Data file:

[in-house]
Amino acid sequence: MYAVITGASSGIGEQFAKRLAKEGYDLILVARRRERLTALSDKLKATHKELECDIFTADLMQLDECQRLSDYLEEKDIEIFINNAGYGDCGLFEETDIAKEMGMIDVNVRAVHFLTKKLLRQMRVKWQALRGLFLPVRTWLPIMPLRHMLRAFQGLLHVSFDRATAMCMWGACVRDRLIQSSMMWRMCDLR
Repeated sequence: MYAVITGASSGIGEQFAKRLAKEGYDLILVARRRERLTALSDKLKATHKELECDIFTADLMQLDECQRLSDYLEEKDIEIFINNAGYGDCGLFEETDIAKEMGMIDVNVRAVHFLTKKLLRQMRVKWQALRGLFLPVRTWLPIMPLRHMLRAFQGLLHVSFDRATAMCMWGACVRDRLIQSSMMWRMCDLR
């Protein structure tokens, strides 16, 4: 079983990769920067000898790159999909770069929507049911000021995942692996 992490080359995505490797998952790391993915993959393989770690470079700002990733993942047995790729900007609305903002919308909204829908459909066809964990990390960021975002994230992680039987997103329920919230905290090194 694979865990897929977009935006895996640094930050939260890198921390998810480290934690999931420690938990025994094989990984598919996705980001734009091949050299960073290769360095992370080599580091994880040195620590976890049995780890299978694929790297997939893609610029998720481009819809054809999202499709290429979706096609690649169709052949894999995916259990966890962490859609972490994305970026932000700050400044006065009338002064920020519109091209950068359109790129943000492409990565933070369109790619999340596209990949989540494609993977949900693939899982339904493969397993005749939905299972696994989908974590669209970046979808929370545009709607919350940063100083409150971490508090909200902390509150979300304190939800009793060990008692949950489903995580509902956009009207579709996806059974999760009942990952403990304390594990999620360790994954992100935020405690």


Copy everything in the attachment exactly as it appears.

[in-house]
Amino acid sequence: MYAVITGASSGIGEQFAKRLAKEGYDLILVARRRERLTALSDKLKATHKELECDIFTADLMQLDECQRLSDYLEEKDIEIFINNAGYGDCGLFEETDIAKEMGMIDVNVRAVHFLTKKLLRQMRVKWQALRGLFLPVRTWLPIMPLRHMLRAFQGLLHVSFDRATAMCMWGACVRDRLIQSSMMWRMCDLR
Repeated sequence: MYAVITGASSGIGEQFAKRLAKEGYDLILVARRRERLTALSDKLKATHKELECDIFTADLMQLDECQRLSDYLEEKDIEIFINNAGYGDCGLFEETDIAKEMGMIDVNVRAVHFLTKKLLRQMRVKWQALRGLFLPVRTWLPIMPLRHMLRAFQGLLHVSFDRATAMCMWGACVRDRLIQSSMMWRMCDLR
């Protein structure tokens, strides 16, 4: 079983990769920067000898790159999909770069929507049911000021995942692996 992490080359995505490797998952790391993915993959393989770690470079700002990733993942047995790729900007609305903002919308909204829908459909066809964990990390960021975002994230992680039987997103329920919230905290090194 694979865990897929977009935006895996640094930050939260890198921390998810480290934690999931420690938990025994094989990984598919996705980001734009091949050299960073290769360095992370080599580091994880040195620590976890049995780890299978694929790297997939893609610029998720481009819809054809999202499709290429979706096609690649169709052949894999995916259990966890962490859609972490994305970026932000700050400044006065009338002064920020519109091209950068359109790129943000492409990565933070369109790619999340596209990949989540494609993977949900693939899982339904493969397993005749939905299972696994989908974590669209970046979808929370545009709607919350940063100083409150971490508090909200902390509150979300304190939800009793060990008692949950489903995580509902956009009207579709996806059974999760009942990952403990304390594990999620360790994954992100935020405690």